Peter Navarro Given A Gag Order

( )- Peter Navarro had been seeking a delay in his trial for the criminal contempt of Congress charge that was levied against him recently.

However, a U.S. district judge denied that request recently, also slapping the former trade adviser to the White House with a gag order in advance of his arraignment on June 17.

Judge Amit Mehta denied Navarro’s request for a stay of 45 days in his case so that he could secure proper legal counsel. The gag order that was issued also bars him from talking about any of the evidence that’s going to be presented.

Navarro was charged with contempt of Congress for failing to comply with a subpoena issued by the House’s January 6 investigating committee. He said that he would not comply because former President Donald Trump has claimed executive privilege in the case that would protect any of the private communications that happened between him and the president.

In the ruling issued earlier this week, Mehta wrote:

“The court will not delay the upcoming arraignment and status conference, as the public interest weighs in favor of moving this case forward through its preliminary stages. To be clear, this is not a ‘gag’ order on restricting Navarro about speaking to the media on evidence in the case.

“The protective order does not bar defendant from making public statements about these proceedings; rather, the protective order places limits on defendant’s use of discovery materials produced by the government. Defendant must abide by its terms, absent a modification by the court.”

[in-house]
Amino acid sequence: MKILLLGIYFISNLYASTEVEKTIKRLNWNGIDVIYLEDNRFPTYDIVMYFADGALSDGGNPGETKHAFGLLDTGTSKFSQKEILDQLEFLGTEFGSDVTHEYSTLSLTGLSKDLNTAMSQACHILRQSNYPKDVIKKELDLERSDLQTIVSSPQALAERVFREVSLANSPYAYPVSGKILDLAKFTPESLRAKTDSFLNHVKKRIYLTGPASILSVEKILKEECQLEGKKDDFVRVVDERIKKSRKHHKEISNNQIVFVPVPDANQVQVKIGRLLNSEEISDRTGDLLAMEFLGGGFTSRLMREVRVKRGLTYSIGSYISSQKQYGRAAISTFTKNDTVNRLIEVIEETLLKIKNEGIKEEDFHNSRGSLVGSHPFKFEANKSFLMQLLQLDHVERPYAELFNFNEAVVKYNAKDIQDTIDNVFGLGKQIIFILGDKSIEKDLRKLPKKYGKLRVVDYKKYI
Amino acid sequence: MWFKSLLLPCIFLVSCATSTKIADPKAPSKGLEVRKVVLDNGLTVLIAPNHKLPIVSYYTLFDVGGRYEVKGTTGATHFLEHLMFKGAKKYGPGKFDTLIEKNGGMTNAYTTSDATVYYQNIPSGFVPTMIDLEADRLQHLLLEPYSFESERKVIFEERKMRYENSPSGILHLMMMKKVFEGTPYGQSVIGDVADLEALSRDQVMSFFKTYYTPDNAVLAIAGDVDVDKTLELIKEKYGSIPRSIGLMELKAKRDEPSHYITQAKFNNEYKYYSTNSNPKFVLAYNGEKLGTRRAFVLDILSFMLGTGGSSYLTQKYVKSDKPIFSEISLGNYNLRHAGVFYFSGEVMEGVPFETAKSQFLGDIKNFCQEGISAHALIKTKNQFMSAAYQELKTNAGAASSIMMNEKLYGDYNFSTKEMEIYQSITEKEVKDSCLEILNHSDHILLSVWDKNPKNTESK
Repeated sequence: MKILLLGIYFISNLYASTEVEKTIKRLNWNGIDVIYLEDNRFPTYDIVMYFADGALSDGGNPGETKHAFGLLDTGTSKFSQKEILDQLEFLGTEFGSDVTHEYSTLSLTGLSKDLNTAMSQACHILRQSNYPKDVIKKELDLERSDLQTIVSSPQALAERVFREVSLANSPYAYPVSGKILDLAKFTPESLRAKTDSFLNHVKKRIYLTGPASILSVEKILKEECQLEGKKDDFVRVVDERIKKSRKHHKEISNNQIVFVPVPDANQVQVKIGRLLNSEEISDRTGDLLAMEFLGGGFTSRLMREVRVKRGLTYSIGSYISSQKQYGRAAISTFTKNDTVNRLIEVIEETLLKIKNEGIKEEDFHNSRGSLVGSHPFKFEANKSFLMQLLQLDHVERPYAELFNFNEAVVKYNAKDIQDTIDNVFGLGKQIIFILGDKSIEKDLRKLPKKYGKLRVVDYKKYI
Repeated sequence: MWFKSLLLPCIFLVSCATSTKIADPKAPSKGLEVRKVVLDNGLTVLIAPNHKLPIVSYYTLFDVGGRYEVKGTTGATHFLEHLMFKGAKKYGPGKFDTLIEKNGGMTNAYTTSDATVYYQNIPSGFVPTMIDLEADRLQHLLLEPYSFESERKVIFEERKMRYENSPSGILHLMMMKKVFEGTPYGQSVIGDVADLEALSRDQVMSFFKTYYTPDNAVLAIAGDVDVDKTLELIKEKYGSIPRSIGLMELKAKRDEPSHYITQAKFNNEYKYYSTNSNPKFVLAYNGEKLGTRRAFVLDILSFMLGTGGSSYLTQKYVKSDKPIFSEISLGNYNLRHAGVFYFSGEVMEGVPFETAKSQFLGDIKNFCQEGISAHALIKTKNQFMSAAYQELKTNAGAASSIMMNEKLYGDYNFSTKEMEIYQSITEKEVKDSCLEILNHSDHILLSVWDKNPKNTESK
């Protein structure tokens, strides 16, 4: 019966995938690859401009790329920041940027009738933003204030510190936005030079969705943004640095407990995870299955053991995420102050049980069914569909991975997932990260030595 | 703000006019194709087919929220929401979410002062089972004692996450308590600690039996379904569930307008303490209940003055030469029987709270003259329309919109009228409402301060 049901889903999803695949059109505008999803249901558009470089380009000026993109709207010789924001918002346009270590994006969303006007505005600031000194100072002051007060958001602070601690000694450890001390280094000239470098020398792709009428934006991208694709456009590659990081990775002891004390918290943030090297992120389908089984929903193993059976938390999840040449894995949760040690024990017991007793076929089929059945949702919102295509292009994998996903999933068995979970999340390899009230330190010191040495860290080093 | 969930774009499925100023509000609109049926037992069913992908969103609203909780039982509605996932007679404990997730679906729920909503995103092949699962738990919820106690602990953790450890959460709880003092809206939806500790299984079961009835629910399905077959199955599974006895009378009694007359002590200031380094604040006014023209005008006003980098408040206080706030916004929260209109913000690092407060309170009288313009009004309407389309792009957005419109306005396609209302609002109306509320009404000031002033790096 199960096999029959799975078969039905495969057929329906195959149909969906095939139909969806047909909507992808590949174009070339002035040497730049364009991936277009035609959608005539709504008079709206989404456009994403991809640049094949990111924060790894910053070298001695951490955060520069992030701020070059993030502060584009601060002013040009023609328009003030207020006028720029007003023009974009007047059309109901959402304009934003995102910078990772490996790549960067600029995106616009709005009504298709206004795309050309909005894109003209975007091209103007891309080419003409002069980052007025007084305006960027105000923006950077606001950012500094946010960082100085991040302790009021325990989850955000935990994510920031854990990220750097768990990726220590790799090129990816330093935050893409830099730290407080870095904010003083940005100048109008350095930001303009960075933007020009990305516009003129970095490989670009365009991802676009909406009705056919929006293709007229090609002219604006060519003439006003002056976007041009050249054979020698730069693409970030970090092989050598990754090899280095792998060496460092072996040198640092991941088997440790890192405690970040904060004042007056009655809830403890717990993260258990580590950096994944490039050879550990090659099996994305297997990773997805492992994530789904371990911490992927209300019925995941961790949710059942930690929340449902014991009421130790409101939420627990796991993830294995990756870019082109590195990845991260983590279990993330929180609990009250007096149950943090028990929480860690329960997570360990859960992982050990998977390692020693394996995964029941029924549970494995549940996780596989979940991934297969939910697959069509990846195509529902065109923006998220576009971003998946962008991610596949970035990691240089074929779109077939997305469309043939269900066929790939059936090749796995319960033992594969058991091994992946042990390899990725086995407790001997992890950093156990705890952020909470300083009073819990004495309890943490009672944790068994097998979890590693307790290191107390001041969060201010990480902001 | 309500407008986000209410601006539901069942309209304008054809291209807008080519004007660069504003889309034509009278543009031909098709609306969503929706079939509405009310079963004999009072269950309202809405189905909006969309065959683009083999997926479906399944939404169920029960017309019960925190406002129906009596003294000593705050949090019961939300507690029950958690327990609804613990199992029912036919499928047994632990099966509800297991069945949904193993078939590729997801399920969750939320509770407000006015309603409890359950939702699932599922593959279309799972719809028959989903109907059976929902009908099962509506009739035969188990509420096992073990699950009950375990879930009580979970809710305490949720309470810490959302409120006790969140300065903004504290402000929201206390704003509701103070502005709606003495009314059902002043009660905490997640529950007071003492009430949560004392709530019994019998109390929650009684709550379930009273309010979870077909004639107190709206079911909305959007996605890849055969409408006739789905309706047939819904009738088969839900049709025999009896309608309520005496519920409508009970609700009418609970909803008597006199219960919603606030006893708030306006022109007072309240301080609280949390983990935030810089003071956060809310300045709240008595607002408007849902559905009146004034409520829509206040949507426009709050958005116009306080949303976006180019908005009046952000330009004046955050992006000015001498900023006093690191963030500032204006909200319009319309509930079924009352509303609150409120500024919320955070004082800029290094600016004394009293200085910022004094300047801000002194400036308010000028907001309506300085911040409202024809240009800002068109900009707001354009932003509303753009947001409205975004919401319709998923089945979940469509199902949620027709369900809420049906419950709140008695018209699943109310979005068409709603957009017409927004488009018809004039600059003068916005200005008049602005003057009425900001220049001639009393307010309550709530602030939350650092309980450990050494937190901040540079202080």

The House select committee had subpoenaed Navarro to provide documents to them and also testify in front of them as part of their investigation. He brought forth a lawsuit that sought to block that subpoena from being enforced.

Just a few days later, he was arrested at an airport.

After he was arrested, Navarro initially said he would represent him in the case, since his legal fees were likely to be too much for him to afford. However, he apparently changed his mind and requested a 45-day delay in the proceedings so that he could secure proper legal representation.

As he explained this week after the delay was denied:

“I’m looking at what experts are telling me could be up to a million dollars or more in legal fees to fight this bogus charge. A bridge too far here for the Department of Justice and the FBI …

“I literally live across the street from the FBI. It’s common when you have this white collar offense — that’s not even fraud, it’s just a technical offense — to arrange what’s called a voluntary surrender, and I had reached out to the FBI agent two days before they took me down at the airport and said, ‘Hey, whatever you need, I’m there.’

“They didn’t’ do that. And that just cemented the idea that this was a show trial.”

Navarro has also said that he asked for an attorney after he was arrested, but was only offered one a few minutes before he was to appear before the judge.